They went slowly, sitting together — fully clothed, without sex playing any part — and practiced using ropes and chains so that neither of them experienced unwanted discomfort. Their toys, kept in a locked chest, only emerged when Rebecca's daughter wasn't home. Nine years later, Steven and Rebecca are still together, and S&M — role-playing, bondage, "forced" sex — is still a major part of their sex lives. But it's hardly the only part. "A big fallacy is that if you're into it, it's all you're into," says Rebecca, a 34-year-old who works at a museum. "But we very much enjoy regular vanilla sex."
They belong to a local club — there are dozens nationwide, easily found by an Internet search — with classes on safe ways to explore kinks, and parties where couples can play in front of other members. ("There's music and food like any other party," Steven says. "Except there are spanking noises in the background.") There's also an outreach program for law and psychology students and police officers, to help them differentiate between consensual and criminal sex. Of course, when cops need assistance sorting out sexual practice from crime, bringing up that practice with your partner can be more than a little daunting.
Paula Myers was lucky enough to find an entrée in casual conversation when her boyfriend told her she needed a spanking for being grumpy. "That really got me excited," says Paula, a 40-year-old from Seattle. A few weeks latheer, when he offered to give her a back rub, "I told him what I really wanted was for him to spank me, and not stop even if I asked him to." That Christmas, without prior discussion, she bought him a flogger, and he bought her a paddle. (Paging Mr. O. Henry...). ...
EDMONTON - An unusual Edmonton group is seeking to raise awareness about their unique formula for blissful romance. Polyamory Edmonton is a group of people that practise consensual, non-monogamous relationships. They are in the process of becoming a non-profit organization and want to educate Edmontonians about their unconventional take on romantic partnerships.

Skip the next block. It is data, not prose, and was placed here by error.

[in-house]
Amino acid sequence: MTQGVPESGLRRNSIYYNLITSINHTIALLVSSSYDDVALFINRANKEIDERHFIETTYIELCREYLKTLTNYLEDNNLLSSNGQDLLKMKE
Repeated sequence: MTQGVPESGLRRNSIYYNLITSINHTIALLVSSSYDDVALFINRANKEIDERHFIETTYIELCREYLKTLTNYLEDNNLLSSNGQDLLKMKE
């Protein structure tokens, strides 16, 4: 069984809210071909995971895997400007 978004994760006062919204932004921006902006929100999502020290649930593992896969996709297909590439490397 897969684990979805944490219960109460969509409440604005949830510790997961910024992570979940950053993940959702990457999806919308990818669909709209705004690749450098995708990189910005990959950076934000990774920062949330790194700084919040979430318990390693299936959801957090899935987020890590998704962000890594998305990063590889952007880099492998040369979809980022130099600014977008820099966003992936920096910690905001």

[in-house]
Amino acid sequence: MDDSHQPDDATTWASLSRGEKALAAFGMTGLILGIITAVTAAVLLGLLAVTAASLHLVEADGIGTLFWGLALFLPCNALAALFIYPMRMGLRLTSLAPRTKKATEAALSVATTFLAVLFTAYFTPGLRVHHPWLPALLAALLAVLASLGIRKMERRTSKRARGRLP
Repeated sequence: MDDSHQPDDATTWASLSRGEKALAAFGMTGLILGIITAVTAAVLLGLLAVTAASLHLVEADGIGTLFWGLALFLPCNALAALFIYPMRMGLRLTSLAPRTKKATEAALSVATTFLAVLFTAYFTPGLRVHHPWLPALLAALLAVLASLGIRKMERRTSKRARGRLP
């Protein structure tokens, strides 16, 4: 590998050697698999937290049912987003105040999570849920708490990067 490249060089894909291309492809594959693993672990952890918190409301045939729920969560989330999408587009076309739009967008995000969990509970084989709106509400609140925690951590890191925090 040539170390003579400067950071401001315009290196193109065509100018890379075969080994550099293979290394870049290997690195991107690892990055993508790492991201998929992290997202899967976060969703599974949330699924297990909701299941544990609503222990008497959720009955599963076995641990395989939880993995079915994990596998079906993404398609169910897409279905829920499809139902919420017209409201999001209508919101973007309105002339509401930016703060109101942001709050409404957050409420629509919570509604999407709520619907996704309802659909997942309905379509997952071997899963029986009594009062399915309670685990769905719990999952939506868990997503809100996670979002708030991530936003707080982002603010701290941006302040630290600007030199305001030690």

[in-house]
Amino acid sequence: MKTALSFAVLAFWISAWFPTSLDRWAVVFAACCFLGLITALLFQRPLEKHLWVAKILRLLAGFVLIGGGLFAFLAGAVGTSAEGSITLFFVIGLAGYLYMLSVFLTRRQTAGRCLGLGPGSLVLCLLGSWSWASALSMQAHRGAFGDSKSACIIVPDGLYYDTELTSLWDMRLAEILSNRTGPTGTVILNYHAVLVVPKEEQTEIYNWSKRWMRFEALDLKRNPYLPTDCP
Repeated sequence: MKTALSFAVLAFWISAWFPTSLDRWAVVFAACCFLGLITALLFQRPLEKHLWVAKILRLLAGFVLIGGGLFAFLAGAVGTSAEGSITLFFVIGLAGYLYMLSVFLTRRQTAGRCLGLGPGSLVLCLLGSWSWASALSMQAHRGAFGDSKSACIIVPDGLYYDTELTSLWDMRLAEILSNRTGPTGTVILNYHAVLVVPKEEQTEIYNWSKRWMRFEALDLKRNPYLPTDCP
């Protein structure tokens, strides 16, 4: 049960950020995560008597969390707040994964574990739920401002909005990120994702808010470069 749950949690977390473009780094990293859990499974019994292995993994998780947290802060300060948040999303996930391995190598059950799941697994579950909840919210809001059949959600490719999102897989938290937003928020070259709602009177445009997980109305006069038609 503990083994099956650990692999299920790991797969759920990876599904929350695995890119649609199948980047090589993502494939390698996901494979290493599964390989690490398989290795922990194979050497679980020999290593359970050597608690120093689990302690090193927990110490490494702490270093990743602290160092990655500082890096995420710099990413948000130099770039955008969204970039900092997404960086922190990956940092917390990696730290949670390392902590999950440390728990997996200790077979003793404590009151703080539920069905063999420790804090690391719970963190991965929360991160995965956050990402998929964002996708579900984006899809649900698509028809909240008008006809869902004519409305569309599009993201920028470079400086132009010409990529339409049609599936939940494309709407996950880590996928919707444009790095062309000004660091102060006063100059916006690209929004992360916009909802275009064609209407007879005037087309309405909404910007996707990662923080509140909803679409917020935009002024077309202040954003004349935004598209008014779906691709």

Founder Alyson Sidra, who is married and dating outside that relationship, gives a crash course on polyamory and explains why it can be a recipe for relationship success.
What is polyamory?
If someone identifies as polyamorous, they are open to having more than one romantic partner with the openness, consent and honesty of everyone involved. There wouldn’t be any cheating or anything secretive. Everyone knows who the other is dating or involved with.
What makes polyamory any different from polygamy or polyandry?
Polyamory can take on many different structures. People may have heard of swinging, for example, which is an open relationship, but strictly sexual. But polyamorous relationships are open to romantic partnerships rather than just sexual ones. Some couples might date other people separately, outside of their relationship. Others go into it wanting to mutually date the same person, where everyone is equally involved with each other. There are triads with three people, and other relationship groupings with four or more. How interactive those people are with each other can definitely vary.